How to create something scary–visually
How to create a scary visual effect in your artwork...what makes a drawing scary? Here are some tricks to make that happen.

Do you want to know how to draw a scary drawing? Well, what makes art visually scary? As humans, we seek comfort in the familiar. Our brains are designed to notice when something is “off.” Therefore, whenever we encounter something truly foreign to what we may perceive as “natural,” we automatically begin to feel uncomfortable, even scared.

I always tell my children that if there is something that scares them, they should learn more about it. Whether that scary thing is their classmate’s odd habits, or the structure of the roaches that crawl in the walls, challenging ourselves to understand the nature of something that is different is a key way to make it less scary.

So, if you are trying to create something that is visually scary, whether fine art or Spooky Season Marketing imagery, the best way to go about it is to create something that will make your viewer uncomfortable by its very oddness, its very differentness if you will. Here are some tricks to make that happen.

How to draw visually scary art in 3 easy steps

Unnatural Distortion

An easy way to create a scary feeling of “wrongness” in your drawing is to take an ordinary object and distort it in an unnatural way. Think of the abnormally long fingers of the creepypasta Slenderman or Nosferatu. Our minds recognize when something is mostly normal, but just a little bit off, so that we can recognize the wolf in sheep’s clothing, so to speak.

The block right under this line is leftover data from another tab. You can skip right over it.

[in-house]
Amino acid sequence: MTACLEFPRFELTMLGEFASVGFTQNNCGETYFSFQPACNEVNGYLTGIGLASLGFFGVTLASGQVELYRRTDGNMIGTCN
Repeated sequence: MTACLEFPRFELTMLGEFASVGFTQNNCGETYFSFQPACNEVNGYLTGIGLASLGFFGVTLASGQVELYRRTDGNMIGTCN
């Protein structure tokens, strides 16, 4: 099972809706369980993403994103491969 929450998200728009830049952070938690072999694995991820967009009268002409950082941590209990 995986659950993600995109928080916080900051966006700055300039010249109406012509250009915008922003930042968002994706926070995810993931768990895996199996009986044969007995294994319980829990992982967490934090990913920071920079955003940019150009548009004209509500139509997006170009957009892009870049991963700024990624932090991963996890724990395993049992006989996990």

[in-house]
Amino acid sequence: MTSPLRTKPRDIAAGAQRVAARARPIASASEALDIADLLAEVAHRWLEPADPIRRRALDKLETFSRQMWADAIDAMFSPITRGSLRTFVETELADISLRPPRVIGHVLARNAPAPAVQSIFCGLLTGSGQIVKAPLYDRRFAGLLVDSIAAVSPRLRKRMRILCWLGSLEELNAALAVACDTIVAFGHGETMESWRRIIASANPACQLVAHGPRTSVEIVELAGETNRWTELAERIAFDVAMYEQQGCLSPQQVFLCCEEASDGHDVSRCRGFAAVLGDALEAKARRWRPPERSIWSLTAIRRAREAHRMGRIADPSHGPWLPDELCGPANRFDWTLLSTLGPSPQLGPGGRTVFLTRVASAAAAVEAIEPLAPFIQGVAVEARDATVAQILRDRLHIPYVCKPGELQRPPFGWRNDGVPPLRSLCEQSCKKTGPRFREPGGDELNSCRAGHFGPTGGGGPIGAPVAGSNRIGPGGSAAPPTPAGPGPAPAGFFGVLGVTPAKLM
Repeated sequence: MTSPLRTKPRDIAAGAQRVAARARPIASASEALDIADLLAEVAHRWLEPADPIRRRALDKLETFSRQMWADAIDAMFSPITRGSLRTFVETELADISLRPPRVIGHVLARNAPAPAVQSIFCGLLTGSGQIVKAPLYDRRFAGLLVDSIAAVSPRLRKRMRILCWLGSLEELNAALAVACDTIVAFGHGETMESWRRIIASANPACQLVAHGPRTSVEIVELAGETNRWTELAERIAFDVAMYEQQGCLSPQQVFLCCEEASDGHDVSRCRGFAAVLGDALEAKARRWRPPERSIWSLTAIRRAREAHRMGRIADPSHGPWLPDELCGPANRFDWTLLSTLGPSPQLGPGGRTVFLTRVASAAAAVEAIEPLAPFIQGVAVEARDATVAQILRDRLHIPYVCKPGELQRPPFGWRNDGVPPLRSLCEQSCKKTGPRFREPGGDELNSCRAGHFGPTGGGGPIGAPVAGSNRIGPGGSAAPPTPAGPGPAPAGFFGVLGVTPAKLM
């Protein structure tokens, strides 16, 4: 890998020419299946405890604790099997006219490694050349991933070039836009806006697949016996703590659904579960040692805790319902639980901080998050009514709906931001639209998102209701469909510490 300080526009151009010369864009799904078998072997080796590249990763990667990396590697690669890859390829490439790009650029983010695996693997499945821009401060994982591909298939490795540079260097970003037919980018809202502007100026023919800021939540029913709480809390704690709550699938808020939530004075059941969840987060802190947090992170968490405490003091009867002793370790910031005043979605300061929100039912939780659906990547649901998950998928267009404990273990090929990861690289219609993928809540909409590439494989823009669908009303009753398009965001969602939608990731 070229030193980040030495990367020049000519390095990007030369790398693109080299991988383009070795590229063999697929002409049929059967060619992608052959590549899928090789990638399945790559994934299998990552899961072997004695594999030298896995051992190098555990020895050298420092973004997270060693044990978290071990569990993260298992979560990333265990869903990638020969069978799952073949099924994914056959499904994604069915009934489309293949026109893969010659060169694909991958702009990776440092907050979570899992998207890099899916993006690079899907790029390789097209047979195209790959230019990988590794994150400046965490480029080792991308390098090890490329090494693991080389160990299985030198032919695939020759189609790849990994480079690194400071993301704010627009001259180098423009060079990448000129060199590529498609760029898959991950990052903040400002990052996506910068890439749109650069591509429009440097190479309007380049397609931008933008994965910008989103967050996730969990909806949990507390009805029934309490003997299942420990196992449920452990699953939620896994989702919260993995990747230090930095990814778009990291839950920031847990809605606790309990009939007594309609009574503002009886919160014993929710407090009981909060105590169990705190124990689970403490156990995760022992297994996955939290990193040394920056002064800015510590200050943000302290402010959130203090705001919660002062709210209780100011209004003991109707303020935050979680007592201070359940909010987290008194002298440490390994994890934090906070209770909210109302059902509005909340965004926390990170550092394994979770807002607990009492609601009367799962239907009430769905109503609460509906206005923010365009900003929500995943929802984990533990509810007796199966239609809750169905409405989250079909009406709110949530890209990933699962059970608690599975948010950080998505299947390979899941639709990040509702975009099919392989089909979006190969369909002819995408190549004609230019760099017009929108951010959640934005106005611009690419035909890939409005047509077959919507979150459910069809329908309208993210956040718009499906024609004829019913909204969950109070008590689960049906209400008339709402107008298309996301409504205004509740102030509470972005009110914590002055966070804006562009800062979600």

Removing or changing facial features

Pivoting off of the distortion concept, you can easily draw something scary by removing parts of an object, or putting them somewhere where they usually wouldn’t be found. For instance, consider the Pale Man from Pan’s Labyrinth, or the Doctor Who episode “The Idiot’s Lantern.” In each of these instances, the artists have removed pieces of the characters’ faces, placed them elsewhere, or entirely erased them. It makes for some pretty creepy feels.

Disparate meshing

Finally, meshing two disparate things together really rubs us the wrong way as humans. We’re uncomfortable when we see the discarded clones of Ripley in Alien: Resurrection. Or when we see the spliced together side show gaffs of carnivals long past. The classic drawing art party game Exquisite Corpse creates a scary result by default because contributors don’t have enough visual clues to what the previous person has drawn. It reminds us of the age-old warning not to play God. Not to make new life. Not to Frankenstein things together lest we get a monster.

Combine these 3 drawing concepts to create visually scary art

Throw these three principles together. Then, add some teeth, some smoke, and some other classically scary items, and you have yourself a frightening image.

Sweet dreams!

More articles